Gaming in the Classroom Can Be an Epic Win
Post written by Mikaela Dwyer, a journalism student at Southern New Hampshire University in Manchester. She considers herself a human rights activist and spends her time volunteering on campus and with various local nonprofits. After graduation, Dwyer hopes to join the Peace Corps and then become an investigative journalist for human rights issues.
Research has proven that children who play games have the opportunity to become great creative and critical thinkers as well as quick problem solvers, resourceful engineers, and empathetic individuals. For years, however, the media has tried to convince parents and educators that gaming is a way to escape real-life problems and a real waste of time. Jane McGonigal, game designer and author of Reality Is Broken: Why Games Make Us Better and How They Can Change the World, held a session at the 2014 ASCD Annual Conference advocating that gaming can be an incredibly positive thing. It is our responsibility as the adults and role models in the children's lives, however, to focus on the benefits of gaming when talking to them.
Research over the years has proven that playing video games sparks activity in the brain's hippocampus, which enlightens memory, thus creating a stronger ability to retain information as well as master new techniques or knowledge. Today, 99 percent of boys and 94 percent of girls ages 18 or younger play some type of video game. Boys are actively engaged in gaming 13 hours a week and girls play about 8 hours a week. "If these kids are spending so much of their time in such great states of learning with games, why aren’t they really successful in the classroom?" McGonigal asked. In her recent research, she has discovered what she feels is the root of the issue.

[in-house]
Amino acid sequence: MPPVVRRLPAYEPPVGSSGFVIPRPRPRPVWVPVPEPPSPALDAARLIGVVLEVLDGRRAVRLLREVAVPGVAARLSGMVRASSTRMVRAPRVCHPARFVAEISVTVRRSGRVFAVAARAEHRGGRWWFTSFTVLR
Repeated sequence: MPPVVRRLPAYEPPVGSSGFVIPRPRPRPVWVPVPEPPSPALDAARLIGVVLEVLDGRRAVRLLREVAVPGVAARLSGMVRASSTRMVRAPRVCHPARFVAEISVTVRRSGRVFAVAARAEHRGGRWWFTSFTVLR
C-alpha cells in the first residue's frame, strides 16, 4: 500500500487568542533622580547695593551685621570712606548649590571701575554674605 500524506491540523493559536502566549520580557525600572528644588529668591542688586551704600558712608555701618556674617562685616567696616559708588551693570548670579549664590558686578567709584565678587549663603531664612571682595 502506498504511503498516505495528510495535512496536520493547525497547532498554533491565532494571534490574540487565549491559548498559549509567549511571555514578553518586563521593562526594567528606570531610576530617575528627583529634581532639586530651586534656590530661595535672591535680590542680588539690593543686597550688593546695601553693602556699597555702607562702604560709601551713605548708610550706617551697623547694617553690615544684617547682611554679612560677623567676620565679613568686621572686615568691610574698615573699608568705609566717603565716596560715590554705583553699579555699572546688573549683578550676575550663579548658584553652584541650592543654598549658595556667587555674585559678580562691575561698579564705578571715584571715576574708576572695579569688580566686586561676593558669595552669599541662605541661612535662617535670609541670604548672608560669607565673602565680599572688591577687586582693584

Ultimately, McGonigal discovered, children play video games for one of two reasons. The first is to escape—to tune out the real world and ignore their real lives. The other reason is to play with purpose. Children playing video games with a purpose use gaming to relax or calm down, connect with friends that may not live close, or get energized to complete homework in real life.
Those using gaming as an escape are self-suppressing; they are running away from unpleasant thoughts. This can become a real issue further along because the more problems they deal with in real life, the more they play video games. The longer they put off the problem, the more the problem grows. Conversely, people who use gaming with a purpose are self-expressing. The more challenges that real life throws at them, the less they will play games. Self-expressers become more ambitious and content in real life.
So how does this relate to educators and the classroom? McGonigal urged participants to understand that how they talk to kids about video games can have a real influence on their lives. If they treat games as negative and useless, students will feel that way as well. Students who play games are failing 80 percent of the time, but they keep up their perseverance and determination to master the game. This is the same kind of determination they need to bring to the classroom. When teachers maintain a positive and supportive environment and embrace the idea of gaming, students can think more positively about gaming themselves and thus become self-expressers.
One significant way to keep students engaged in the classroom is to make sure that they feel a sense of worth and that they can make a difference. To that end, McGonigal showcased numerous video games that give back to a larger cause. For example, a science video game called Foldit: Solving Puzzles for Science teaches students about protein folding as part of an experimental research project developed by the Center for Game Science at the University of Washington in collaboration with the University of Washington Department of Biochemistry. Today, students can choose from hundreds of games that not only teach them, but also give back to social issues and research. For more information and a list of games, visit www.sciencegamecenter.org or www.gamesforchange.org.
McGonigal assured participants that moving forward and integrating games into the classroom is both smart and innovative. The classroom is the perfect place to use these educational video games as well as showcase how gaming can ultimately provide a positive environment for learning.
If you'd like to know more or have any questions about gaming, follow McGonigal on Twitter @avantgame.
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